On Saturday, September 16, Pope Francis held an audience with participants of a new contest in which young people will add Christmas songs to the Catholic songbook. Titled “Harmony and Creativity,” the contest will see young composers compete to write the best Christmas sacred music, with winning pieces performed at the annual Vatican Christmas concert.
The Pontiff greeted the young crowd of musicians and composers in the Consistory Hall, where he gave the address. He began by remarking on the demanding nature of music as an artform. He noted that the rules of music composition create a language of its own, which composers use to express themselves, their inspirations, and the desires of the heart:
“It is an art that requires, in two words, harmony and creativity, which go together. In this sense, we can say that composing music is a metaphor for life, in which we need both to synchronize harmoniously with others, with society and its rules, and to give space to the originality of each person’s way of being and expressing oneself.”
Breaking down the title of the contest, Pope Francis explained that harmony and creativity are not in conflict. Harmony, he said, is as important to music making as it is to daily life. The commitment, dedication, and consistency required to create appealing harmony are tools of a composer to communicate and become a “gift for the joy of all.”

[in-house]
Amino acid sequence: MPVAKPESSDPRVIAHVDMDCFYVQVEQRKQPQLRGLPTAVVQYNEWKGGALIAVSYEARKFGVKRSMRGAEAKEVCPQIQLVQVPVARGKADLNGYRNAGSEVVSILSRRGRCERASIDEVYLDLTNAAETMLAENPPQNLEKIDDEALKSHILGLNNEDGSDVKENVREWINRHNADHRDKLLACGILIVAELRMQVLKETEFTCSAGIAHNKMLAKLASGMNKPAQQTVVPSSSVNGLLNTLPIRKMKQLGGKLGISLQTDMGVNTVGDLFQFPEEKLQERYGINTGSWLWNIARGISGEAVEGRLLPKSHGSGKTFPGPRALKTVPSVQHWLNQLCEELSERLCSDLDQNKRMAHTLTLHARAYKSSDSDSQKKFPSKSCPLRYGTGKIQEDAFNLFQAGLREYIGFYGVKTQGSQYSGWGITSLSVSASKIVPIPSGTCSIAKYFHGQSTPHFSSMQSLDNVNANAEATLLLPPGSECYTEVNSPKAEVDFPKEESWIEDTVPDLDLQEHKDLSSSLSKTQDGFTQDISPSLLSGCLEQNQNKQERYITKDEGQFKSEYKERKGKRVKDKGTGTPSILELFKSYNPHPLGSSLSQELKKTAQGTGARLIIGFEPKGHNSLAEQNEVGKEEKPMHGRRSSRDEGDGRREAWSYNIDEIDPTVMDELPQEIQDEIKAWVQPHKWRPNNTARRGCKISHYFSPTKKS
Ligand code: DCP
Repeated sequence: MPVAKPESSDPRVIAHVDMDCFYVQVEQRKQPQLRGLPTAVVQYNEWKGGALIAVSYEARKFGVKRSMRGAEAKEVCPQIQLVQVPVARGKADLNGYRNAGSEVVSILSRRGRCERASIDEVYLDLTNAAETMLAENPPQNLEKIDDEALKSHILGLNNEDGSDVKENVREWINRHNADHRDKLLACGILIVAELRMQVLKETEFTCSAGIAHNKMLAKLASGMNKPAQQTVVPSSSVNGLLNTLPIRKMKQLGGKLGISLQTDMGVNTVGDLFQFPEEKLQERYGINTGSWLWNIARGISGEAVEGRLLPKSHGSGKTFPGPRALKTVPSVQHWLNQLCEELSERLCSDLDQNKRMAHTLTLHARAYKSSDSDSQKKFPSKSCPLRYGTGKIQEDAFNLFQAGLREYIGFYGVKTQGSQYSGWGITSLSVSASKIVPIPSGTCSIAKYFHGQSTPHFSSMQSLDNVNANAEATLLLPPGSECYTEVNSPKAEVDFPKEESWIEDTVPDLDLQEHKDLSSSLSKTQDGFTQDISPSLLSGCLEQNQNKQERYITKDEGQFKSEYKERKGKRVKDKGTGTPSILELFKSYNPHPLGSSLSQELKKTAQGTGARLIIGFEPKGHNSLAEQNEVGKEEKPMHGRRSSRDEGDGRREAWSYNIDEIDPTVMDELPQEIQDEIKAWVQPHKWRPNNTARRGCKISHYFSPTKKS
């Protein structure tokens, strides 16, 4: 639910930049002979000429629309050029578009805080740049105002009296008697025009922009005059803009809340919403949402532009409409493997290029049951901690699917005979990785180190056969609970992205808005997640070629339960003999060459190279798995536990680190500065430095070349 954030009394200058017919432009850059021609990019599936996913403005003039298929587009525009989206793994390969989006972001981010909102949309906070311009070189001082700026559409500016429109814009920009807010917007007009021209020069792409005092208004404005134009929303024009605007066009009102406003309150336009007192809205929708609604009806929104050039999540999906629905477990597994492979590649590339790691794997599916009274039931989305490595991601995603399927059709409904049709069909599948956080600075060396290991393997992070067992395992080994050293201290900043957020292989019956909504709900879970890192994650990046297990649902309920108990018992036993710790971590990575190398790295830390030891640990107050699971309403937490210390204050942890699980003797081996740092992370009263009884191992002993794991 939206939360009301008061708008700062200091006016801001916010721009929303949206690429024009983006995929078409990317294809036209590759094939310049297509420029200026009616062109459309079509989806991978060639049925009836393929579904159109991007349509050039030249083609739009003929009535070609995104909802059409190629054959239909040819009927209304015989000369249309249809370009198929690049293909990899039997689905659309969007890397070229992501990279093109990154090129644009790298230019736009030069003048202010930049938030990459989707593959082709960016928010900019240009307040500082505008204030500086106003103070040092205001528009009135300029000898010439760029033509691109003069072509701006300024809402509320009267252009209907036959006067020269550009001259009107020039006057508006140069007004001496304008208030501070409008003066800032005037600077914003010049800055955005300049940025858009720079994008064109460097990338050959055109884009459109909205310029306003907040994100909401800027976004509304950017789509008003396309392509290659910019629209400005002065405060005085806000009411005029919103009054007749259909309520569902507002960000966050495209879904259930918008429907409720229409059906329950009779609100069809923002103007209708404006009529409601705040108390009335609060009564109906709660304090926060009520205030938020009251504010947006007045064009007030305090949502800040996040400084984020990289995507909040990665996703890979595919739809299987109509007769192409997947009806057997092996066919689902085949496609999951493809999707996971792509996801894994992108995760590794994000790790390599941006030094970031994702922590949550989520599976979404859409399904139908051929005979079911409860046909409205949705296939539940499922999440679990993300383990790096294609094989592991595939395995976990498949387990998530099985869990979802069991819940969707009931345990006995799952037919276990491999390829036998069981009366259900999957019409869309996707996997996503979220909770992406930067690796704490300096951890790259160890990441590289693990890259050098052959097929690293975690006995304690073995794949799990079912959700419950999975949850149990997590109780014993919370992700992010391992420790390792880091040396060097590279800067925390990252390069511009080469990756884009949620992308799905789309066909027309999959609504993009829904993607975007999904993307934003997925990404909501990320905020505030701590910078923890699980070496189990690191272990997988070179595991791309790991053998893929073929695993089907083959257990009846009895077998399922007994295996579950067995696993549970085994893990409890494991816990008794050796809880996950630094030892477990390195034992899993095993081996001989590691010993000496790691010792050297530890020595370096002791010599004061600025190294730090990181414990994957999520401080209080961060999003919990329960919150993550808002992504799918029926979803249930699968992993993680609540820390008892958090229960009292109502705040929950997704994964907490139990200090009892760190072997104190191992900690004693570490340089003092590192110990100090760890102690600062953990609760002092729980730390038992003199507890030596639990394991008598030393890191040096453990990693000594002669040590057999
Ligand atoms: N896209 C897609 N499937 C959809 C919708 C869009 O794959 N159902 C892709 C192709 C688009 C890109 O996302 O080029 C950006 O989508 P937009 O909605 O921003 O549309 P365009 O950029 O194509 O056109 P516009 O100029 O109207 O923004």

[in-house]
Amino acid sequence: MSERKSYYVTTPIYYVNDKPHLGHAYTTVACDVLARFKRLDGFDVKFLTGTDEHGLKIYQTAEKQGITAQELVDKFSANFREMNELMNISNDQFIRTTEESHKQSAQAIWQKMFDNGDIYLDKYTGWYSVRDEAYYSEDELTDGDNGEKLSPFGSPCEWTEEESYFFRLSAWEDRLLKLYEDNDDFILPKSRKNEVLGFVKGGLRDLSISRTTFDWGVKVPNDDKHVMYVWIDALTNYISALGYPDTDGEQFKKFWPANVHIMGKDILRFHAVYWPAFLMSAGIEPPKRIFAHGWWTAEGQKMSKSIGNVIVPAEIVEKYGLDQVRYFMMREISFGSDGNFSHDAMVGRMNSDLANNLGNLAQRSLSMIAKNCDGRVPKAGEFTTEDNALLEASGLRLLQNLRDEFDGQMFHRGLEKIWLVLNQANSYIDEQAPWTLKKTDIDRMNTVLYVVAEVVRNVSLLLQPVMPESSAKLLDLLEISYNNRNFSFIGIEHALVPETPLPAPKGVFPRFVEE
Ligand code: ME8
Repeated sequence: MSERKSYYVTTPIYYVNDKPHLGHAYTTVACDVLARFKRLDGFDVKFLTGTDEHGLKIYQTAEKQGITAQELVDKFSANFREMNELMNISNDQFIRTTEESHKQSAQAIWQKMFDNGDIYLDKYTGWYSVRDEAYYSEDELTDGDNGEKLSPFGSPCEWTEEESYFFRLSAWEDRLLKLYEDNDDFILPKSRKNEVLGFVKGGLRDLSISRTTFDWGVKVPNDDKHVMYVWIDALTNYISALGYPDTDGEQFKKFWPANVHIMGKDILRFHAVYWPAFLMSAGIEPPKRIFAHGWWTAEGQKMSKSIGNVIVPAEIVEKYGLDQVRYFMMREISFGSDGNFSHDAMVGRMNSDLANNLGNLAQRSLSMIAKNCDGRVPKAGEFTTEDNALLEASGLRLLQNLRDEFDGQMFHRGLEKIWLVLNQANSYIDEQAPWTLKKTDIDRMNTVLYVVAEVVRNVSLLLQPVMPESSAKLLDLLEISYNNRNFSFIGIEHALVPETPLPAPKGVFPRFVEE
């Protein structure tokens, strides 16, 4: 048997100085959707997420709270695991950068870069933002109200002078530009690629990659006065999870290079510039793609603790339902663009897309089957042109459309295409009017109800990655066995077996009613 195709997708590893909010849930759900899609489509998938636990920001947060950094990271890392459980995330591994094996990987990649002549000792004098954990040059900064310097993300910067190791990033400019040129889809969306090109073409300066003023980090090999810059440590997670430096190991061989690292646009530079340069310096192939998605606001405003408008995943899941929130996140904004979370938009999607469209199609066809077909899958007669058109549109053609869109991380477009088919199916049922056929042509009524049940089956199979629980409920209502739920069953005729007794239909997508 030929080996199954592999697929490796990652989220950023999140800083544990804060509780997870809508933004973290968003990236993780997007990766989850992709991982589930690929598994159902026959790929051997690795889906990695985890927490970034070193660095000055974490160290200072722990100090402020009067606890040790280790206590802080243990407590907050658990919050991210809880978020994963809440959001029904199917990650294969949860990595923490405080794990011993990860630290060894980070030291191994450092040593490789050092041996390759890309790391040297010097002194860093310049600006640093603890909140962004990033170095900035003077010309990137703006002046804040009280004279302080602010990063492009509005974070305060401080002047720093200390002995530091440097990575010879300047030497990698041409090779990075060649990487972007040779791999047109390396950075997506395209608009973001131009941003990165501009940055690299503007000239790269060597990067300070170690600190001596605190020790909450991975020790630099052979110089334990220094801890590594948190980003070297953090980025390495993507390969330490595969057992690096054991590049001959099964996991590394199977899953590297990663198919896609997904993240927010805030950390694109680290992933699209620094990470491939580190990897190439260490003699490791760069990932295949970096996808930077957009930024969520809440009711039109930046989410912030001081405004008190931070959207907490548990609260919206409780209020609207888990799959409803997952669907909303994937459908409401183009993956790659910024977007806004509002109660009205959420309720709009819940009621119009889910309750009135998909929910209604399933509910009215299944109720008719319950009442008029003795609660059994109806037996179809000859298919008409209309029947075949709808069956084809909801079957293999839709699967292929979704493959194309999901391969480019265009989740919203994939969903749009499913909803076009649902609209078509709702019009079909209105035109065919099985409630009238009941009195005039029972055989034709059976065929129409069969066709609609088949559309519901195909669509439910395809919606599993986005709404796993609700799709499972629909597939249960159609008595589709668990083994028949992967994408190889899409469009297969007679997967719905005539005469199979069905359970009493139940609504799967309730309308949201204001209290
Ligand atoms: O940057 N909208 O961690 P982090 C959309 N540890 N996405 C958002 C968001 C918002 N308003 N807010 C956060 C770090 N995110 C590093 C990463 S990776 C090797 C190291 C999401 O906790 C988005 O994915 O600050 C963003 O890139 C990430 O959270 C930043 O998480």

He marveled at the expressive nature of art, especially music, and how artists share their “unique, personal and intimate feelings” through their selected medium. He noted that he expects each composition will give the contest’s judges “the opportunity to encounter you in a unique moment,” and for this he thanked the participants:
“… a flicker of light, a tremor of love, a glimpse of blue in the sky of life, a jolt of amazement in the face of beauty, or perhaps a twinge of pain or a cry of protest, which appeared in your heart and to which you gave voice through art. This you give us, and so here comes a second thank you, because with your songs you give us a little of yourselves! This is important, artists give themselves when they compose a work.”
As he reached the end of his address, Pope Francis encouraged the artists to get into the spirit of Christmas, while he admitted that it does seem rather early to begin talking about the winter holiday at the tail end of summer.
“Important festivities, however, we begin to prepare in advance, and the Nativity of Jesus merits this and more! And then, music does not only tell us about ourselves, but also about the search for God, and sometimes God himself!”
He explained that both harmony and creativity are found in God and Christmas displays this “in a special and moving way.”